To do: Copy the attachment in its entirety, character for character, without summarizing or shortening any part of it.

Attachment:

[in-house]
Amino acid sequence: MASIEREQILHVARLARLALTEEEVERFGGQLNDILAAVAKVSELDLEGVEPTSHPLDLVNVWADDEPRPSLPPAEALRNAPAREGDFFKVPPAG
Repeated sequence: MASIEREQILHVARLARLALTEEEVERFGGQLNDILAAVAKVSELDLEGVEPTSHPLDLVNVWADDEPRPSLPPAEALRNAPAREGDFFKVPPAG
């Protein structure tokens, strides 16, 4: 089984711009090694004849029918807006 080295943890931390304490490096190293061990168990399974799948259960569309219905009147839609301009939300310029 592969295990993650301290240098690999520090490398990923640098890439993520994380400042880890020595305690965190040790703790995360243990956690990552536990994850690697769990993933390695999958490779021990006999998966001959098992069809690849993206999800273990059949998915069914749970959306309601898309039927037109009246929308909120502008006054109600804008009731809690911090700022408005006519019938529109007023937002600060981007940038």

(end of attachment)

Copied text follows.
[in-house]
Amino acid sequence: MASIEREQILHVARLARLALTEEEVERFGGQLNDILAAVAKVSELDLEGVEPTSHPLDLVNVWADDEPRPSLPPAEALRNAPAREGDFFKVPPAG
Repeated sequence: MASIEREQILHVARLARLALTEEEVERFGGQLNDILAAVAKVSELDLEGVEPTSHPLDLVNVWADDEPRPSLPPAEALRNAPAREGDFFKVPPAG
């Protein structure tokens, strides 16, 4: 089984711009090694004849029918807006 080295943890931390304490490096190293061990168990399974799948259960569309219905009147839609301009939300310029 592969295990993650301290240098690999520090490398990923640098890439993520994380400042880890020595305690965190040790703790995360243990956690990552536990994850690697769990993933390695999958490779021990006999998966001959098992069809690849993206999800273990059949998915069914749970959306309601898309039927037109009246929308909120502008006054109600804008009731809690911090700022408005006519019938529109007023937002600060981007940038």